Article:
George Carruthers was Born on October 1, 1939, in Cincinnati, Ohio, scientist George Carruthers built his first telescope at the age of 10. He earned his Ph.D. in aeronautical and astronautical engineering at the University of Illinois in 1964 and began working at the U.S. Naval Research Laboratory. His telescope and image converter was used to identify molecular hydrogen in space and his ultraviolet camera/spectograph was used by Apollo 16 during the flight to the moon. Today, Carruthers teaches at Howard University.
In 1964, he went to work for the U.S. Naval Research Laboratory as a National Science Foundation postdoctoral fellow. Two years later he became a full-time research physicist at the NRL's E. O. Hurlburt Center for Space Research.
On November 11, 1969, Carruthers was awarded a patent for his "Image Converter for Detecting Electromagnetic Radiation Especially in Short Wave Lengths." During a 1970 rocket flight, Carruthers's UV telescope, or spectograph, and image converter provided the first proof of the existence of molecular hydrogen in interstellar space. Carruther's invention was used on April 21, 1972, during the first lunar walk of the Apollo 16 mission. For the first time, scientists were able to examine the Earth's atmosphere for concentrations of pollutants, and see UV images of more than 550 stars, nebulae and galaxies. Carruthers was awarded NASA's Exceptional Scientific Achievement Medal for his work on the project.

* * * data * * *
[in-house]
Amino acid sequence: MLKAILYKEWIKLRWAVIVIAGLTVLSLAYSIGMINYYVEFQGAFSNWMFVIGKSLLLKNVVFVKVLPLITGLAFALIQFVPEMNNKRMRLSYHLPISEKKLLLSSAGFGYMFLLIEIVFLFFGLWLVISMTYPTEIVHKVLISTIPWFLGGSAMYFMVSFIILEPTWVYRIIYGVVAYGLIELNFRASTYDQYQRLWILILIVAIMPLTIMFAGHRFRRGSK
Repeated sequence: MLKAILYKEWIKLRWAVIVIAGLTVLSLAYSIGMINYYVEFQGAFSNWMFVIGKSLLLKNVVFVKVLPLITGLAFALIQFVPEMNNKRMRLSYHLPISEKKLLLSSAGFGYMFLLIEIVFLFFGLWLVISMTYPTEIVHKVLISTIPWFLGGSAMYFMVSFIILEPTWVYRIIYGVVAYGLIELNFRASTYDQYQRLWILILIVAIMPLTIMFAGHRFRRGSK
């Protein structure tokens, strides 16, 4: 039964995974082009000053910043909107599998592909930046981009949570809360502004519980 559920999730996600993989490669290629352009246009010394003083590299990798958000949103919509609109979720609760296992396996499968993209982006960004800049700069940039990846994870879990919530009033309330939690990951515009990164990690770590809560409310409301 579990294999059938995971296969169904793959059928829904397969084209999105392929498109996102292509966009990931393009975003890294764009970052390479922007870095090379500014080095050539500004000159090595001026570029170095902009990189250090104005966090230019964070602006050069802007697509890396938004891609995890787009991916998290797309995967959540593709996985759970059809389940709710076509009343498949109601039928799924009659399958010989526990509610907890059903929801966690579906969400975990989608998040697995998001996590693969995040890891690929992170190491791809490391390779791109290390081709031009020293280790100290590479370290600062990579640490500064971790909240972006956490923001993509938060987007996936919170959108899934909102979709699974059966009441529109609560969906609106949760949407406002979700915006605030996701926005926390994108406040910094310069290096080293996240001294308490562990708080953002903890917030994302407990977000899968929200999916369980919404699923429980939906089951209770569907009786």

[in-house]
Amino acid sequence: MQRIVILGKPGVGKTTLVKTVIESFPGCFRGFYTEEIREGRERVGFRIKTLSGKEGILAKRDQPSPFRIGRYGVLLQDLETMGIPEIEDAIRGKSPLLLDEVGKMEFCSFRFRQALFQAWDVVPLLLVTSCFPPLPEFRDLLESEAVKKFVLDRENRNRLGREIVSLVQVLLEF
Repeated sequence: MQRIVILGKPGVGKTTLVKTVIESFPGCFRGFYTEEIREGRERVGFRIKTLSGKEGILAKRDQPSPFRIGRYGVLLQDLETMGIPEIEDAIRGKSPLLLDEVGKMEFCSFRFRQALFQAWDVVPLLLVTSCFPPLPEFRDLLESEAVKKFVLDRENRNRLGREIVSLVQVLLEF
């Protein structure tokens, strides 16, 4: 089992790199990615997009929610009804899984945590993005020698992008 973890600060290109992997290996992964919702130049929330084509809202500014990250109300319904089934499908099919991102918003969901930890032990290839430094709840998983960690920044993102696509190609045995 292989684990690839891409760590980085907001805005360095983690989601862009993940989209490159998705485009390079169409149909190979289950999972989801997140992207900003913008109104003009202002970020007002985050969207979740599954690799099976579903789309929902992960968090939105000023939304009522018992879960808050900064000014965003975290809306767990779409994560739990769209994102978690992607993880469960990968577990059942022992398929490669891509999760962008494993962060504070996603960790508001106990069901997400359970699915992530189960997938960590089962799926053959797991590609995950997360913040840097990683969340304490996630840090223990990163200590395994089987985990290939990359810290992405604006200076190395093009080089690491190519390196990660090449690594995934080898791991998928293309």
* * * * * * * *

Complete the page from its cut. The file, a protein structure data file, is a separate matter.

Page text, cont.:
In the 1980s, one of Carruthers' inventions captured an ultraviolet image of Halley's Comet. In 1991, he invented a camera that was used in the Space Shuttle Mission.
Carruthers also extends his efforts to education. He helped create a program called the Science & Engineers Apprentice Program, which gave high school students the opportunity to work at the Naval Research Laboratory. In 1996 and 1997, he taught a course in Earth and Space Science for D.C. Public Schools Science teachers. Then, in 2002, Carruthers began teaching a course on Earth and Space Science at Howard University.
In 2003, Carruthers was inducted into the National Inventor's Hall of Fame for his work in science and engineering.
Arthur S. Flemming Award (Washington Jaycees), 1970
Exceptional Achievement Scientific Award Medal NASA 1972
Warner Prize of the American Astronomical Society
National Science Foundation Fellow
Honorary Doctor of Engineering, Michigan Technological University
National Medal of Technology and Innovation, 2012